Samsung Galaxy Note has been upgraded by AT&T to Android 4.0 Ice Cream Sandwich. This must be a great news for hundreds of thousands of Galacy Note owners
The change from Gingerbread to ICS in the Note does not look very different. This is a very positive way of upgrading since the familiarity remains with the added boost that comes with an upgrade.
On going down in the home screen that looks nothing different from the Gingerbread screen on the first look, one can spy the recent tabs appear. The Galaxy Note can be pressed against another NFC phone to engage Android Beam then the Settings menu can be accessed for a new layout with usage monitoring.
There is this Premium Suite update that caters to stylus functions. It includes S Note, S Memo, and a new My Story app. The last one does not come preinstalled, but can be downloaded from Google Play.
The new S Note lets one import and annotate PDFs, S Memo files, photos, maps, and other images you cropped and saved with the S Pen.
Nother new feature is the Shape Match in which one draws a diagram with the S Pen and the app renders the lines straight, converts sloppy figures into straight sticks and closes perfect circles.
There is similar thing with mathematical inputs that converts numbers for the user and also solves them like an advanced and very intuitive calculator. In this section the Wolfram Alpha database has been used that reads handwritten inquiries by the user.
The handwriting-to-text mode turns stylus scrawlings into legible text – still, one has to at least do better than illegible prescription-rate handwritings, otherwise even Samsung cannot help one out!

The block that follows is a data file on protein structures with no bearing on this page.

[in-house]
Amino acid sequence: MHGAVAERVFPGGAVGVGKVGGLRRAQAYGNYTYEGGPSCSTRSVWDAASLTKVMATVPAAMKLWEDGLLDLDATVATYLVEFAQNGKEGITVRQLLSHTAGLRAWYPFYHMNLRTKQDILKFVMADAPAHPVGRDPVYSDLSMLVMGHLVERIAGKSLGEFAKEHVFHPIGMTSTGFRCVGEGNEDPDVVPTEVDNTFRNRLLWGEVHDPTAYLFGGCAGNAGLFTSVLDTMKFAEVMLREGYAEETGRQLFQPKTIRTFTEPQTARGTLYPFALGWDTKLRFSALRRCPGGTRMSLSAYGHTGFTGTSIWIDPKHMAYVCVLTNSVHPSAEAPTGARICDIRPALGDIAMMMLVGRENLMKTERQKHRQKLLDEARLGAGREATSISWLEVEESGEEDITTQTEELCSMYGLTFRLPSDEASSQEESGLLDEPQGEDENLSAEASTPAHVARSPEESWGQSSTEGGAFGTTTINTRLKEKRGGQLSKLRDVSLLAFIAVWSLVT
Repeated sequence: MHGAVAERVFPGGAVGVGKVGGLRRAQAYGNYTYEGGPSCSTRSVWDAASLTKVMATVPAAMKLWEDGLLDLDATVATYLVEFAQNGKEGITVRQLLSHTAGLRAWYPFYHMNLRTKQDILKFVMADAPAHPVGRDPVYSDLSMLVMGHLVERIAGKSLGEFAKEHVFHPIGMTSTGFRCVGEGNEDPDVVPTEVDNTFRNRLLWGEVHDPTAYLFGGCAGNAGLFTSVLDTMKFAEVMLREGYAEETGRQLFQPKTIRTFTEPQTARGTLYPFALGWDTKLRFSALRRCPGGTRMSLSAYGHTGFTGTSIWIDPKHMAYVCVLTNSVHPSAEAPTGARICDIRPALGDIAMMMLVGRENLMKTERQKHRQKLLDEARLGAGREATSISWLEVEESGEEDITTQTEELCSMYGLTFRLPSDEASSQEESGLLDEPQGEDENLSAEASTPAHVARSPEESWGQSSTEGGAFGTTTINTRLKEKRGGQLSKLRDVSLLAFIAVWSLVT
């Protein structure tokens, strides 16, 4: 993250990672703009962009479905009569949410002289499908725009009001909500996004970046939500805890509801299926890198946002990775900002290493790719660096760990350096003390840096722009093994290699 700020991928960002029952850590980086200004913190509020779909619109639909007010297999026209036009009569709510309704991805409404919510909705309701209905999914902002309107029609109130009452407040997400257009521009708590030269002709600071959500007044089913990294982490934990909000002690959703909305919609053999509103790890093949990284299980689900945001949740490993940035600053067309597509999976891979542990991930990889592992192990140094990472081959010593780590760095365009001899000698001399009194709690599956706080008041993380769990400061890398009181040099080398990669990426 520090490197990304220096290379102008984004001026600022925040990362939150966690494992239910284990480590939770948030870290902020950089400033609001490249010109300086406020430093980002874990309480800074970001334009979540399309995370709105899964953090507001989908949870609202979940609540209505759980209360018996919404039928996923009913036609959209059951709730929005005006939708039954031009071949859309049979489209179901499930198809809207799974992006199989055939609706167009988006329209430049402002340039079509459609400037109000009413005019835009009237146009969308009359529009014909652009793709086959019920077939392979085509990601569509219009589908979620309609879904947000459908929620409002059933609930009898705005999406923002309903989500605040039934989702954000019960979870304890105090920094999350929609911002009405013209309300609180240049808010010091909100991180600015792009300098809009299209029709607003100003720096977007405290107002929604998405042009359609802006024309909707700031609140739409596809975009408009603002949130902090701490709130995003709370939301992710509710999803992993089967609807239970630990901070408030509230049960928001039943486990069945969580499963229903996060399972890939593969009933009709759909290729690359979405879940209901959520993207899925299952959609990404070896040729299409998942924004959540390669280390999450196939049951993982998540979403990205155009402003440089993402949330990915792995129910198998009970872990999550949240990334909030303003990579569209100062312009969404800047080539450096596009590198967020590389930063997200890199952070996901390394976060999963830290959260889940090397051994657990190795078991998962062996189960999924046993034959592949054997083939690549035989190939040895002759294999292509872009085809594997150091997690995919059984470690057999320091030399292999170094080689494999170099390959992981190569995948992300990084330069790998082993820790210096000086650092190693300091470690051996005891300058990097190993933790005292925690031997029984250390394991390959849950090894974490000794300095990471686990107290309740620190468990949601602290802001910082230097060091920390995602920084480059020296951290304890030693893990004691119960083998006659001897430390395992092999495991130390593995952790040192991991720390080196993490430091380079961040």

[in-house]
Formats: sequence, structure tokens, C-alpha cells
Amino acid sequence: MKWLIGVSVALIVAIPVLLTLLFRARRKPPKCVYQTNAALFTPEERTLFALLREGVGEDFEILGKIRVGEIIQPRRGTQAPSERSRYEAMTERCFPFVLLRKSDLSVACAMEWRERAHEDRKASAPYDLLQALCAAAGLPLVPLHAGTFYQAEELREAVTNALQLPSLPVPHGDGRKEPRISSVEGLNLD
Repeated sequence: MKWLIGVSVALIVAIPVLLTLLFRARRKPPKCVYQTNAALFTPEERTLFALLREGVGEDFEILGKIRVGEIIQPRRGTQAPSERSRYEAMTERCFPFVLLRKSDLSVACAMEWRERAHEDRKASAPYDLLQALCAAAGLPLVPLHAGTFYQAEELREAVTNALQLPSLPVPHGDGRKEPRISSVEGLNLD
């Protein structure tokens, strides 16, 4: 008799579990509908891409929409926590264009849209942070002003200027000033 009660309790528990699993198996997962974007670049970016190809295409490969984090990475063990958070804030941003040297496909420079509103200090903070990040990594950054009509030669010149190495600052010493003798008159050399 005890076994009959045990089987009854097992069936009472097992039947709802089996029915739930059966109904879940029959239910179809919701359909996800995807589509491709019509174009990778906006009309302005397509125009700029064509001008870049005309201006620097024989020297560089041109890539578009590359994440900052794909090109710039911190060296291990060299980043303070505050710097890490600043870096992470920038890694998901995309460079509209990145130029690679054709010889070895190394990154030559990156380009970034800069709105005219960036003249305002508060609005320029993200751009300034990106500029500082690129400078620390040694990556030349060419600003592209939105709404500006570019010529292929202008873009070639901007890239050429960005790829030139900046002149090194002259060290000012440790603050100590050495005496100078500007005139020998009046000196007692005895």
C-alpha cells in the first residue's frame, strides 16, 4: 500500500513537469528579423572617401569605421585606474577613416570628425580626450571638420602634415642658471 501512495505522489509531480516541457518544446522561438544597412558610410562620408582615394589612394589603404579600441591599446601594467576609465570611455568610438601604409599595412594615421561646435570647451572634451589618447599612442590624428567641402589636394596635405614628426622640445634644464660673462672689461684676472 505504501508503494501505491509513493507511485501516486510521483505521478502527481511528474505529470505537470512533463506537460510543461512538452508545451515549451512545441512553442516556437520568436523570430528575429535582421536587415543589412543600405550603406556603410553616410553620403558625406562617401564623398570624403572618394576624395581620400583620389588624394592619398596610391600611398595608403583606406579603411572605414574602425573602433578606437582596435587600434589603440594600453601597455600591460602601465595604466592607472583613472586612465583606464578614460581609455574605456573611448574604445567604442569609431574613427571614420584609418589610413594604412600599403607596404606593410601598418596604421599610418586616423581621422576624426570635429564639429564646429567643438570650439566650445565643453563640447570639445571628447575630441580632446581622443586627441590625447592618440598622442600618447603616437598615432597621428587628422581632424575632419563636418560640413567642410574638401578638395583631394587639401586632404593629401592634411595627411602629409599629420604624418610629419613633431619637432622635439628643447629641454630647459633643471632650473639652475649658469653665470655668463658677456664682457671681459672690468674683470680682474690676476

However, while writing in this feature the button tends to come in the way and one has to be very careful to not press it accidentally. This can be a bother when wishing to write fast on the screen. Then there is this another problem of a large comma being read as an ‘l’. One also cannot risk writing in serif because then the feature goes bonkers reading flourishes as added characters.
Deleting a mistake and inserting space requires a tap on the screen. Editing using the feature is also not very friendly as it is rather time consuming and there is a general lack of options being prompted to make sure what the user actually wants to write.
The Galaxy Note’s one-handed operation setting handles these typings well. This setting reduces the size of the keyboard and gives one the freedom to move it to the left or right so one can type one-handed.
the S Memo is also lauded in the new update and it has got itself a very personal widget that can be stuck on the homescreen for easy access. Despite earning a new button of its own, the widget does not strangely match with the rest of the buttons present on the screen which some aesthetes might find slightly odd.